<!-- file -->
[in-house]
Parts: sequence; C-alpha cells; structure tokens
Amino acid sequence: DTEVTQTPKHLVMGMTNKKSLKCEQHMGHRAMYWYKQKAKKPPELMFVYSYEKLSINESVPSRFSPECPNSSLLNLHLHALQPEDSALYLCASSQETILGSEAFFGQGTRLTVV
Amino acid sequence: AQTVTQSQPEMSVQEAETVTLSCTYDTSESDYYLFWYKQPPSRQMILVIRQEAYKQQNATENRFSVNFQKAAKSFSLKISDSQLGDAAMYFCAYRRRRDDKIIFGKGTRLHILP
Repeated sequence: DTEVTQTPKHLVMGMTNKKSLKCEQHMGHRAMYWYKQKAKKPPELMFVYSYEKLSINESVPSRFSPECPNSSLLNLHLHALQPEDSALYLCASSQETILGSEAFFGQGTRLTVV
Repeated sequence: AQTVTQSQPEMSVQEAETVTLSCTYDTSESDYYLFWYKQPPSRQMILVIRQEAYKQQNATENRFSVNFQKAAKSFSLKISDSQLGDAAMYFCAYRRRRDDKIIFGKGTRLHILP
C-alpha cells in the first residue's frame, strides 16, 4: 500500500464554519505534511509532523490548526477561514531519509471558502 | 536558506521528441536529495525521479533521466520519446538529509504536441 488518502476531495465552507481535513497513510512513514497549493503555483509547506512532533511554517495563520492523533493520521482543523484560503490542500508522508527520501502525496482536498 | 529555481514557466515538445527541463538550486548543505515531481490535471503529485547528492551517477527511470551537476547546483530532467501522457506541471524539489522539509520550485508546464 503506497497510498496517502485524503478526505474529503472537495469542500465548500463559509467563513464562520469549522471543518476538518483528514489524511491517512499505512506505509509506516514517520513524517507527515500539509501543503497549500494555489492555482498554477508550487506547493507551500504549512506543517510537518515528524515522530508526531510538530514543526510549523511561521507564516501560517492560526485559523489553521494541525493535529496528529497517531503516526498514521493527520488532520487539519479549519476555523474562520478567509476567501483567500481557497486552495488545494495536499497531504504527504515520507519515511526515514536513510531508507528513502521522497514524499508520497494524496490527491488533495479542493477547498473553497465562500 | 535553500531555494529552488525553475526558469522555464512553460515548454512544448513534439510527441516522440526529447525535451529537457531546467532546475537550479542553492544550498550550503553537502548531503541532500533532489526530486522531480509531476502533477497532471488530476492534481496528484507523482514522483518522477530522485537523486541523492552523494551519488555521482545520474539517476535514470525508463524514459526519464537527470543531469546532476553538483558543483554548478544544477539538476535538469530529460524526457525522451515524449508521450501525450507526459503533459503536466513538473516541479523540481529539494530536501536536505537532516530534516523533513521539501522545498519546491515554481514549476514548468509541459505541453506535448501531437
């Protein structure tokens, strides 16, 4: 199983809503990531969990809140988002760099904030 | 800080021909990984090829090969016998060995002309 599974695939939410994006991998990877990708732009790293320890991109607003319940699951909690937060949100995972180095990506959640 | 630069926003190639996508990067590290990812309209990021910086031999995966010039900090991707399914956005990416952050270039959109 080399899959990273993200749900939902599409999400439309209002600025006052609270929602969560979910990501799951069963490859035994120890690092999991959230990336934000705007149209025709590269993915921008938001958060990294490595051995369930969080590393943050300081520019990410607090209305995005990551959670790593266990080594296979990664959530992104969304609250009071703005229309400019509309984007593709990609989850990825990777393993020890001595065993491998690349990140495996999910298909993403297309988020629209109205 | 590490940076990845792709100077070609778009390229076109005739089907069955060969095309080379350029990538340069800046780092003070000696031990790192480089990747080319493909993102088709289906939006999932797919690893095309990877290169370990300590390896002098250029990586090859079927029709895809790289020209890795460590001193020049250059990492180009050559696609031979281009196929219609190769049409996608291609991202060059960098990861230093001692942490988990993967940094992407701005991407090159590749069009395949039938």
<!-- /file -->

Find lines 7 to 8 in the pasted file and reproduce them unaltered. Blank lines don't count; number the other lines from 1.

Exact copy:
C-alpha cells in the first residue's frame, strides 16, 4: 500500500464554519505534511509532523490548526477561514531519509471558502 | 536558506521528441536529495525521479533521466520519446538529509504536441 488518502476531495465552507481535513497513510512513514497549493503555483509547506512532533511554517495563520492523533493520521482543523484560503490542500508522508527520501502525496482536498 | 529555481514557466515538445527541463538550486548543505515531481490535471503529485547528492551517477527511470551537476547546483530532467501522457506541471524539489522539509520550485508546464 503506497497510498496517502485524503478526505474529503472537495469542500465548500463559509467563513464562520469549522471543518476538518483528514489524511491517512499505512506505509509506516514517520513524517507527515500539509501543503497549500494555489492555482498554477508550487506547493507551500504549512506543517510537518515528524515522530508526531510538530514543526510549523511561521507564516501560517492560526485559523489553521494541525493535529496528529497517531503516526498514521493527520488532520487539519479549519476555523474562520478567509476567501483567500481557497486552495488545494495536499497531504504527504515520507519515511526515514536513510531508507528513502521522497514524499508520497494524496490527491488533495479542493477547498473553497465562500 | 535553500531555494529552488525553475526558469522555464512553460515548454512544448513534439510527441516522440526529447525535451529537457531546467532546475537550479542553492544550498550550503553537502548531503541532500533532489526530486522531480509531476502533477497532471488530476492534481496528484507523482514522483518522477530522485537523486541523492552523494551519488555521482545520474539517476535514470525508463524514459526519464537527470543531469546532476553538483558543483554548478544544477539538476535538469530529460524526457525522451515524449508521450501525450507526459503533459503536466513538473516541479523540481529539494530536501536536505537532516530534516523533513521539501522545498519546491515554481514549476514548468509541459505541453506535448501531437
């Protein structure tokens, strides 16, 4: 199983809503990531969990809140988002760099904030 | 800080021909990984090829090969016998060995002309 599974695939939410994006991998990877990708732009790293320890991109607003319940699951909690937060949100995972180095990506959640 | 630069926003190639996508990067590290990812309209990021910086031999995966010039900090991707399914956005990416952050270039959109 080399899959990273993200749900939902599409999400439309209002600025006052609270929602969560979910990501799951069963490859035994120890690092999991959230990336934000705007149209025709590269993915921008938001958060990294490595051995369930969080590393943050300081520019990410607090209305995005990551959670790593266990080594296979990664959530992104969304609250009071703005229309400019509309984007593709990609989850990825990777393993020890001595065993491998690349990140495996999910298909993403297309988020629209109205 | 590490940076990845792709100077070609778009390229076109005739089907069955060969095309080379350029990538340069800046780092003070000696031990790192480089990747080319493909993102088709289906939006999932797919690893095309990877290169370990300590390896002098250029990586090859079927029709895809790289020209890795460590001193020049250059990492180009050559696609031979281009196929219609190769049409996608291609991202060059960098990861230093001692942490988990993967940094992407701005991407090159590749069009395949039938």